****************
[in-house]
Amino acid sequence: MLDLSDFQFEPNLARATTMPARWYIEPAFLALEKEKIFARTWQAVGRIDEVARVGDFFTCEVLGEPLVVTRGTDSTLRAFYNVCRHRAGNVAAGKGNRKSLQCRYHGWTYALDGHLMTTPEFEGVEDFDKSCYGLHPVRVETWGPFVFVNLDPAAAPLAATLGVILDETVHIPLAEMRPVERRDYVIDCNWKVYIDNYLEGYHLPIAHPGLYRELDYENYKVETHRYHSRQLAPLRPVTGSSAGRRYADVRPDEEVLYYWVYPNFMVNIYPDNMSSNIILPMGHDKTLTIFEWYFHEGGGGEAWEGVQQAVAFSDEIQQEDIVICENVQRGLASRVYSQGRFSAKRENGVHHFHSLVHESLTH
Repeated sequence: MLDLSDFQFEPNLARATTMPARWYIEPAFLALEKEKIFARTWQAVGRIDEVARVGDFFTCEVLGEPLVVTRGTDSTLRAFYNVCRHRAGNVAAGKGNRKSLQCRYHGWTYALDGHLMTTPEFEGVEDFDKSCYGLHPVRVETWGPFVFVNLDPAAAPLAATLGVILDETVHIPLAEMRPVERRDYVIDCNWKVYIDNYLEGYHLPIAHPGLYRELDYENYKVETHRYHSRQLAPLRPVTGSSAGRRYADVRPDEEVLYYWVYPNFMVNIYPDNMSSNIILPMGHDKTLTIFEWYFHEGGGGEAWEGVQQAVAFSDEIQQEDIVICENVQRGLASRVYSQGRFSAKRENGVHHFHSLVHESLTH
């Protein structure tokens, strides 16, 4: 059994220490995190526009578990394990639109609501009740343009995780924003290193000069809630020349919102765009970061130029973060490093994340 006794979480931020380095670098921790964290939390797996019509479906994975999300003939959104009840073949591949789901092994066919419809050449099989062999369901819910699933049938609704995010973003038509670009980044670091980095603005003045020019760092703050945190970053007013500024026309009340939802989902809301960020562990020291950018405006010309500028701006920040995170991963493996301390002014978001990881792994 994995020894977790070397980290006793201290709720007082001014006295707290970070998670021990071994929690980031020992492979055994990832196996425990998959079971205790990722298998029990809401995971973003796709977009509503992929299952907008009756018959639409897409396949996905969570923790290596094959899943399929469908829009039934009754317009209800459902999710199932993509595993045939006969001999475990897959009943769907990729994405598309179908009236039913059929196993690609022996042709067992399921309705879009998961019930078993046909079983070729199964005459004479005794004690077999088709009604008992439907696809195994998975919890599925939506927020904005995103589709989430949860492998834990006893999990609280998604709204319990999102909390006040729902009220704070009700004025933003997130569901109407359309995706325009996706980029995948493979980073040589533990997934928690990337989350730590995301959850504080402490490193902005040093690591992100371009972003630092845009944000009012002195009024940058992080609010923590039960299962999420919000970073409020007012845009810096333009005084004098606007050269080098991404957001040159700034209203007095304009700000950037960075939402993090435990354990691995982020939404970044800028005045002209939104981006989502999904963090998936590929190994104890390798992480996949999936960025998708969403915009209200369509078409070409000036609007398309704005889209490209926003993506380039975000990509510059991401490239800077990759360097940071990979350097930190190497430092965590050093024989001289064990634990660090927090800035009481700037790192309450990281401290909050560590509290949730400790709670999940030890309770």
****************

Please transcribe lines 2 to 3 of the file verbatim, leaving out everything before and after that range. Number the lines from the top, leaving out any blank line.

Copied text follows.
Amino acid sequence: MLDLSDFQFEPNLARATTMPARWYIEPAFLALEKEKIFARTWQAVGRIDEVARVGDFFTCEVLGEPLVVTRGTDSTLRAFYNVCRHRAGNVAAGKGNRKSLQCRYHGWTYALDGHLMTTPEFEGVEDFDKSCYGLHPVRVETWGPFVFVNLDPAAAPLAATLGVILDETVHIPLAEMRPVERRDYVIDCNWKVYIDNYLEGYHLPIAHPGLYRELDYENYKVETHRYHSRQLAPLRPVTGSSAGRRYADVRPDEEVLYYWVYPNFMVNIYPDNMSSNIILPMGHDKTLTIFEWYFHEGGGGEAWEGVQQAVAFSDEIQQEDIVICENVQRGLASRVYSQGRFSAKRENGVHHFHSLVHESLTH
Repeated sequence: MLDLSDFQFEPNLARATTMPARWYIEPAFLALEKEKIFARTWQAVGRIDEVARVGDFFTCEVLGEPLVVTRGTDSTLRAFYNVCRHRAGNVAAGKGNRKSLQCRYHGWTYALDGHLMTTPEFEGVEDFDKSCYGLHPVRVETWGPFVFVNLDPAAAPLAATLGVILDETVHIPLAEMRPVERRDYVIDCNWKVYIDNYLEGYHLPIAHPGLYRELDYENYKVETHRYHSRQLAPLRPVTGSSAGRRYADVRPDEEVLYYWVYPNFMVNIYPDNMSSNIILPMGHDKTLTIFEWYFHEGGGGEAWEGVQQAVAFSDEIQQEDIVICENVQRGLASRVYSQGRFSAKRENGVHHFHSLVHESLTH